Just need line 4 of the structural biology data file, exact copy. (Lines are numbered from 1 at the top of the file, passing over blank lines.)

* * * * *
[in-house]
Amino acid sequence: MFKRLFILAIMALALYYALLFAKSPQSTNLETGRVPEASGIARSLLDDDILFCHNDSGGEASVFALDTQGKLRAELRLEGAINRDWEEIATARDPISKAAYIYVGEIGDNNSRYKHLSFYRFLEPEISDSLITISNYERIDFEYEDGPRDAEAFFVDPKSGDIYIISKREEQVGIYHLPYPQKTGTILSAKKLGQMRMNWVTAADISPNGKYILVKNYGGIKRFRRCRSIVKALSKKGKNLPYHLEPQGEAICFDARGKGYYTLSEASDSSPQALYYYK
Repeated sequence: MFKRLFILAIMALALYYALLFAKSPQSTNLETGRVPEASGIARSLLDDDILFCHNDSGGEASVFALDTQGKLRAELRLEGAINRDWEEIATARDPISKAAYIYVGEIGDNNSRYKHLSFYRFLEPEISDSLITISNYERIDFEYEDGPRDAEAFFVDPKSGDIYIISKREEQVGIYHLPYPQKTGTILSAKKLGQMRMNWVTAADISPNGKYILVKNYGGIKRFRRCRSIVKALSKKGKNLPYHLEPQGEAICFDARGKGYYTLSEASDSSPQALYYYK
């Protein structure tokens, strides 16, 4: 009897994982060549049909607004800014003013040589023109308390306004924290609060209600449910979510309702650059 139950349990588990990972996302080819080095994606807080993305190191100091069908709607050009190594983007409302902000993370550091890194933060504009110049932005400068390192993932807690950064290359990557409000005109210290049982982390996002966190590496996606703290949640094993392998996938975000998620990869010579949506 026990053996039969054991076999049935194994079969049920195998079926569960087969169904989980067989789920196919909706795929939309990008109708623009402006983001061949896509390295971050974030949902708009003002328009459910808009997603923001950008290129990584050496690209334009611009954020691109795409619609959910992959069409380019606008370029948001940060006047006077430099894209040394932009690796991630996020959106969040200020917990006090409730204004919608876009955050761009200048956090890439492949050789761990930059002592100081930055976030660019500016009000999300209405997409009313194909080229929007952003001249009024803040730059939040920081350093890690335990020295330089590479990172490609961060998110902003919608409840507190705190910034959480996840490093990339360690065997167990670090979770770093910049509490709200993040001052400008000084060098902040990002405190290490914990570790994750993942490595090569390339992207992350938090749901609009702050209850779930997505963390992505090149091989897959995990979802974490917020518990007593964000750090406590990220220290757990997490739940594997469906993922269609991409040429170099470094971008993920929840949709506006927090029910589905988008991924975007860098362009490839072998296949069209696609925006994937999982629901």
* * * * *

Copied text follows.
């Protein structure tokens, strides 16, 4: 009897994982060549049909607004800014003013040589023109308390306004924290609060209600449910979510309702650059 139950349990588990990972996302080819080095994606807080993305190191100091069908709607050009190594983007409302902000993370550091890194933060504009110049932005400068390192993932807690950064290359990557409000005109210290049982982390996002966190590496996606703290949640094993392998996938975000998620990869010579949506 026990053996039969054991076999049935194994079969049920195998079926569960087969169904989980067989789920196919909706795929939309990008109708623009402006983001061949896509390295971050974030949902708009003002328009459910808009997603923001950008290129990584050496690209334009611009954020691109795409619609959910992959069409380019606008370029948001940060006047006077430099894209040394932009690796991630996020959106969040200020917990006090409730204004919608876009955050761009200048956090890439492949050789761990930059002592100081930055976030660019500016009000999300209405997409009313194909080229929007952003001249009024803040730059939040920081350093890690335990020295330089590479990172490609961060998110902003919608409840507190705190910034959480996840490093990339360690065997167990670090979770770093910049509490709200993040001052400008000084060098902040990002405190290490914990570790994750993942490595090569390339992207992350938090749901609009702050209850779930997505963390992505090149091989897959995990979802974490917020518990007593964000750090406590990220220290757990997490739940594997469906993922269609991409040429170099470094971008993920929840949709506006927090029910589905988008991924975007860098362009490839072998296949069209696609925006994937999982629901």